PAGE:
Post, tweet, pin, follow: How social media can help – and hurt – the job hunt
Employers checking out job candidates' social media profiles is nothing new – in fact, it may be becoming the norm. The percentage of companies that use social networking sites to research job applicants has been steadily growing, from 39 percent in 2013, up to 43 percent last year, and now 52 percent according to CareerBuilder's annual social media recruitment survey.
As this trend continues, some employers are starting to consider a candidate's absence from social media to be a red flag. More than one third (35 percent) said they'd be less likely to interview someone they couldn't find online.
Perhaps understandably, some people are uncomfortable with this trend. But before you get too upset, keep in mind that, for the most part, employers aren't looking for reasons not to hire someone.
Content is king
Depending on what hiring managers find, candidates' online information can help or hurt their odds of getting a job. Forty-eight percent of hiring managers who screen candidates via social networks said they've found information that caused them not to hire a candidate – down slightly from 51 percent last year.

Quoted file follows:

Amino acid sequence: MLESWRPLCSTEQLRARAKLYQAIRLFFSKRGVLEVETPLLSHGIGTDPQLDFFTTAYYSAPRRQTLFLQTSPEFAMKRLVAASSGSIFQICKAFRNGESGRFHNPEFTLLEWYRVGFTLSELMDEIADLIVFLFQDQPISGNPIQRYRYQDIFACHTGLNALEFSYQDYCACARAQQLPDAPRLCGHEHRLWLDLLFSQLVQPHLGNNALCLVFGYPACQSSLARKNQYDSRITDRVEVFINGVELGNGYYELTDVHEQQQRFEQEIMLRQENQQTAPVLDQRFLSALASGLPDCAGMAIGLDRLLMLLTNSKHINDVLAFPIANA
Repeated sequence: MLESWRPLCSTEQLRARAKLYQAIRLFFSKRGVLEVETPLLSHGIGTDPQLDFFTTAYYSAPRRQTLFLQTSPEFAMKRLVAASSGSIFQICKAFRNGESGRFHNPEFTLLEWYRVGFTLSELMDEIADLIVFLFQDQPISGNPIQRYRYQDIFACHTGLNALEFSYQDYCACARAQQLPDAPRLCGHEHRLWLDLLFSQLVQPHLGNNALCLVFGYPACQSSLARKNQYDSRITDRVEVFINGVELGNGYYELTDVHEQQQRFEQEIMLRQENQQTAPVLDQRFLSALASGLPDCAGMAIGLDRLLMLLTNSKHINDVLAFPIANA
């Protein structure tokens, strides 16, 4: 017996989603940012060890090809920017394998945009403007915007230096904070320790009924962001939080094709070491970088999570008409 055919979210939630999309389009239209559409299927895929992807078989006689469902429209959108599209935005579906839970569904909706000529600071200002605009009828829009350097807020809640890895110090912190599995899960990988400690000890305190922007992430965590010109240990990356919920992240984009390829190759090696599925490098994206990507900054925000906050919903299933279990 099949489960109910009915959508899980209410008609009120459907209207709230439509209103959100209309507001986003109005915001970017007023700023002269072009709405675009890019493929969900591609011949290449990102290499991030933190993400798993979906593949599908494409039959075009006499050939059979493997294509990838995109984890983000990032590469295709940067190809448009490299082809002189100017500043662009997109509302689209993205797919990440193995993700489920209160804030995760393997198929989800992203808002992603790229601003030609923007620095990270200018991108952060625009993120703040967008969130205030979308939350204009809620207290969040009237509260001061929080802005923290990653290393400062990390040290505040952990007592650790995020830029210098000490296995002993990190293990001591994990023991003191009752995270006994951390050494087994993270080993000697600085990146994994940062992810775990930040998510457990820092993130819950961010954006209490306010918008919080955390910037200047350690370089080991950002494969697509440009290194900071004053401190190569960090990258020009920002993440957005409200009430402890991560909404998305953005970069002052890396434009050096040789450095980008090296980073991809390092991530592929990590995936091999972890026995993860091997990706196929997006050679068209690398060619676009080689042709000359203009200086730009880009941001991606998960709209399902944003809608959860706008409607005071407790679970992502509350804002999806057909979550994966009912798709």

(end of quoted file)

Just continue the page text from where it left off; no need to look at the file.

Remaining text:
So what have employers found to keep them from hiring someone? Some of the most commonly cited answers include:
Provocative or inappropriate photographs – 46 percent
Information about candidate drinking or using drugs – 40 percent
Candidate bad-mouthed previous company or fellow employee – 34 percent
Poor communication skills – 30 percent
Discriminatory comments related to race, religion, gender, etc. – 29 percent
Still, about one-third (32 percent) found information that caused them to hire a candidate, including:
Candidate's background information supported job qualifications –42 percent
Candidate's personality came across as good fit with company culture – 38 percent
Candidate's site conveyed a professional image – 38 percent
Candidate had great communication skills – 37 percent
Candidate was creative – 36 percent
Want to know when an employer is researching you on social media? In some cases, they'll let you know by sending a friend or follow request.